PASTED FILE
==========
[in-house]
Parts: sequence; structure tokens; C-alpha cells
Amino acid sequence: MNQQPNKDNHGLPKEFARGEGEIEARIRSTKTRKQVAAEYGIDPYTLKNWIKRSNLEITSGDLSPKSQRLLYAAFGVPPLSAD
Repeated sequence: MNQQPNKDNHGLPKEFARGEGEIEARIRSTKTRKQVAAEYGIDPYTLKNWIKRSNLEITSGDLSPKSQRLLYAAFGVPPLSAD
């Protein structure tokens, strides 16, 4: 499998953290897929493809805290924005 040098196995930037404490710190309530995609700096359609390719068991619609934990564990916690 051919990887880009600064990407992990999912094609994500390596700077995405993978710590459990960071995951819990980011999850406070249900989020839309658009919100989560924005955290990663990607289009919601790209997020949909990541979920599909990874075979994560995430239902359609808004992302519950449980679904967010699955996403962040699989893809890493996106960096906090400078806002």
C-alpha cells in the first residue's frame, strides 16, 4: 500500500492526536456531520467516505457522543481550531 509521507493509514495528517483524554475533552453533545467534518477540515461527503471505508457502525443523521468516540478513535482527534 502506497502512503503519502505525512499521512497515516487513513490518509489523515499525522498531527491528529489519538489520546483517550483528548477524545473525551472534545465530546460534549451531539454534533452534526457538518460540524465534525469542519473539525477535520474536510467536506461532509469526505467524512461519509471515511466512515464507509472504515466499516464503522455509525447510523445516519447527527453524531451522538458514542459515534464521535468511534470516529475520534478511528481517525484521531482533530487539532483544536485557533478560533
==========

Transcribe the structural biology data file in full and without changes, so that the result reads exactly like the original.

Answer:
[in-house]
Parts: sequence; structure tokens; C-alpha cells
Amino acid sequence: MNQQPNKDNHGLPKEFARGEGEIEARIRSTKTRKQVAAEYGIDPYTLKNWIKRSNLEITSGDLSPKSQRLLYAAFGVPPLSAD
Repeated sequence: MNQQPNKDNHGLPKEFARGEGEIEARIRSTKTRKQVAAEYGIDPYTLKNWIKRSNLEITSGDLSPKSQRLLYAAFGVPPLSAD
């Protein structure tokens, strides 16, 4: 499998953290897929493809805290924005 040098196995930037404490710190309530995609700096359609390719068991619609934990564990916690 051919990887880009600064990407992990999912094609994500390596700077995405993978710590459990960071995951819990980011999850406070249900989020839309658009919100989560924005955290990663990607289009919601790209997020949909990541979920599909990874075979994560995430239902359609808004992302519950449980679904967010699955996403962040699989893809890493996106960096906090400078806002």
C-alpha cells in the first residue's frame, strides 16, 4: 500500500492526536456531520467516505457522543481550531 509521507493509514495528517483524554475533552453533545467534518477540515461527503471505508457502525443523521468516540478513535482527534 502506497502512503503519502505525512499521512497515516487513513490518509489523515499525522498531527491528529489519538489520546483517550483528548477524545473525551472534545465530546460534549451531539454534533452534526457538518460540524465534525469542519473539525477535520474536510467536506461532509469526505467524512461519509471515511466512515464507509472504515466499516464503522455509525447510523445516519447527527453524531451522538458514542459515534464521535468511534470516529475520534478511528481517525484521531482533530487539532483544536485557533478560533